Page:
On the other hand, the Telegraph headlines used words and phrases that presented an equal level of negative and positive ideology regarding the actions occurring due to the spreading of online hate speech and fake news. The negative ideological expressions include: rising anti-semitism, Twitter failing women, rising tide of social media crimes, FB deletes 1000s of UK accounts, boosted fake Twitter accounts, Russian bot behind false claim Muslim. The reporters tried to create an equal positive ideology regarding the actions taken against these issues by using the positive words and phrases such as: Government funds research, Google and FB could be forced to take responsibility, online abuse to be treated as hate crime under new guidelines, fake news inquiry launched by MPs, IPSO launches new symbol in fight against fake news.

However, the use of verbs like fuelling, rising and arrested in both the newspapers describe an atmosphere of insecurity that has been created by the misuse of the social media.
Table 5 shows the frequency of words that portray ideology in both the headlines related to hate speech and fake news in TOI and The Telegraph. Out of the total 60 headlines, a total of 45 expressions portray ideologies. Of these, 25 are related to hate speech and 20 related to fake news on social media. While the TOI had the highest number of negative expressions, The Telegraph showed a balance of both negative and positive expressions.
Table 5: Frequency of words that portray ideology
Newspapers Frequency of expressions that portray ideology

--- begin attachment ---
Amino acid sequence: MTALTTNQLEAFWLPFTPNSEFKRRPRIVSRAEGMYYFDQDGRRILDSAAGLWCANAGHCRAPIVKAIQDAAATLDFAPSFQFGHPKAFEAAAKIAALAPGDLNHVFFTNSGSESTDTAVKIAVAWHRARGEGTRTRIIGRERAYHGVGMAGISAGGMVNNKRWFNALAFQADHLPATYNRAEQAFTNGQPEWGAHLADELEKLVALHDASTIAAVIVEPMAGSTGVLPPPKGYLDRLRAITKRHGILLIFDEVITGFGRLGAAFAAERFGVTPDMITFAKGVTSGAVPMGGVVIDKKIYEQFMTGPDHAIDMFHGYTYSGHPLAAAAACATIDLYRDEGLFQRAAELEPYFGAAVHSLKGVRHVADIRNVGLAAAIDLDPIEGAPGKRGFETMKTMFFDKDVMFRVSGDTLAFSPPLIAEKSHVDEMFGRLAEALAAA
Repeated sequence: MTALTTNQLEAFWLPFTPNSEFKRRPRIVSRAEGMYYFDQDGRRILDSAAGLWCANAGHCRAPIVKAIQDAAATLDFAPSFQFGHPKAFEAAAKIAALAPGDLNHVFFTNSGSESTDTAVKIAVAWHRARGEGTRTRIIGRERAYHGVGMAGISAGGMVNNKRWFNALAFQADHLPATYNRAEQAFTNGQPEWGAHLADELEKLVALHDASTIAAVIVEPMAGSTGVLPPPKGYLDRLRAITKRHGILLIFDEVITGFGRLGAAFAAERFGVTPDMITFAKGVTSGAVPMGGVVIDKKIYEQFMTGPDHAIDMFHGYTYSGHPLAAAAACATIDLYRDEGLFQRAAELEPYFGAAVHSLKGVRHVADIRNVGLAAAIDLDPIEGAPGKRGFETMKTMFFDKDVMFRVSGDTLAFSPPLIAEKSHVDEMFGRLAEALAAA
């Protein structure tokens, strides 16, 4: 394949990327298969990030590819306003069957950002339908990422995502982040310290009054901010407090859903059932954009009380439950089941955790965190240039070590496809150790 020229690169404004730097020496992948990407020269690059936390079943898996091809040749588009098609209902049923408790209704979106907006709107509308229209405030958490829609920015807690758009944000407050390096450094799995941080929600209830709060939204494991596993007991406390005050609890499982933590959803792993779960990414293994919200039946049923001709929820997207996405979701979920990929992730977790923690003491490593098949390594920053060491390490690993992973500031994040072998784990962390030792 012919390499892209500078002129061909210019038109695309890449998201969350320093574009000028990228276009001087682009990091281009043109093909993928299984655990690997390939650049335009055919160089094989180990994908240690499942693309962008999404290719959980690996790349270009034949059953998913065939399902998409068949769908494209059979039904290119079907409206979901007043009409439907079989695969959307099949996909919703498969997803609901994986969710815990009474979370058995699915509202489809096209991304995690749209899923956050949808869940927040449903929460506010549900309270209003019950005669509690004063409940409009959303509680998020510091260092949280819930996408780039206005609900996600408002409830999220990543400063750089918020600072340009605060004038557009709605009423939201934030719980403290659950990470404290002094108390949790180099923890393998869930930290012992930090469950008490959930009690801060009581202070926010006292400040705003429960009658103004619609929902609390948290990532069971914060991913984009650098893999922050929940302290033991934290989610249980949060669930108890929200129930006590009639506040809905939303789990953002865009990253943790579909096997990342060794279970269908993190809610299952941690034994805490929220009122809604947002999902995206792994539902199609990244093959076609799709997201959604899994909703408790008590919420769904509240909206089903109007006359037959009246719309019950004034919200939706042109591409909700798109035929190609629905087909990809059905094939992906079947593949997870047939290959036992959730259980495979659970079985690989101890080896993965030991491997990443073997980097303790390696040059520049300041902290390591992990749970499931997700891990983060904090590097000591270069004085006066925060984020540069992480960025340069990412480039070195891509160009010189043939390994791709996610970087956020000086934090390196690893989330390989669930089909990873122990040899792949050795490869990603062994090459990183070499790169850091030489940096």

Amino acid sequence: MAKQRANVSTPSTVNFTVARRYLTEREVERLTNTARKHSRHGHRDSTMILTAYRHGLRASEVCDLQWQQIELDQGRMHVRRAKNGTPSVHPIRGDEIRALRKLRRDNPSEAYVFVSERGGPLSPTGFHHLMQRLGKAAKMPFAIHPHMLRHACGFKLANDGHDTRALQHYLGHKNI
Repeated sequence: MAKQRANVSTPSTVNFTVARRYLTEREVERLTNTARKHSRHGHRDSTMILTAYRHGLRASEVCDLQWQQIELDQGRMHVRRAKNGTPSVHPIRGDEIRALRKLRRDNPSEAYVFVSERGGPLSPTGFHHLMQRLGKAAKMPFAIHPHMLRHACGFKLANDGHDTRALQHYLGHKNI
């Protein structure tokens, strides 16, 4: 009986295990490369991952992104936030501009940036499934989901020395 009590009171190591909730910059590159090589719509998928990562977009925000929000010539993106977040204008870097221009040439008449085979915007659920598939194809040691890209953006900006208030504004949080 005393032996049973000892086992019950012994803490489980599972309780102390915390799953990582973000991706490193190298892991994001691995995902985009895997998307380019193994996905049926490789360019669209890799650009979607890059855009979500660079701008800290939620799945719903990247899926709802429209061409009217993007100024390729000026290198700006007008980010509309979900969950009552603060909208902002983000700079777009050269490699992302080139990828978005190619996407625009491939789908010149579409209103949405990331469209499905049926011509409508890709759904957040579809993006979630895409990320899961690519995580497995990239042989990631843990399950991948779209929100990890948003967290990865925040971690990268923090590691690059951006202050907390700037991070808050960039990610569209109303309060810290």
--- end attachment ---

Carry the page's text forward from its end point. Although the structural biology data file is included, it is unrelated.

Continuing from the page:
Hate Speech Fake News
TOI 12 8
The Daily Telegraph 13 12
Total 25 20
As compared to the headlines of The Telegraph, none of the headlines in TOI focused on the steps being taken by government, which suggests that The Daily Telegraph was more concerned with the actions of the government rather than consequences due to the hate speech and fake news. Whereas the TOI did a detailed reporting on the consequences due to the issues of hate speech and fake news on social media.
Thus, it can be said that both the newspapers intended to manifest an equal balance of negative and positive ideologies in the minds of the readers by reporting on both negative consequences and positive steps or actions as a result of hate speech and fake news.
ANALYSIS/ DISCUSSION:
The goal of this study was to compare the Indian and UK newspapers in their coverage of the hate speech and fake news on social media through QCA and CDA. The present study demonstrates that there were some notable differences in the way Indian and UK newspapers covered the issue of online hate speech and fake news in 2017.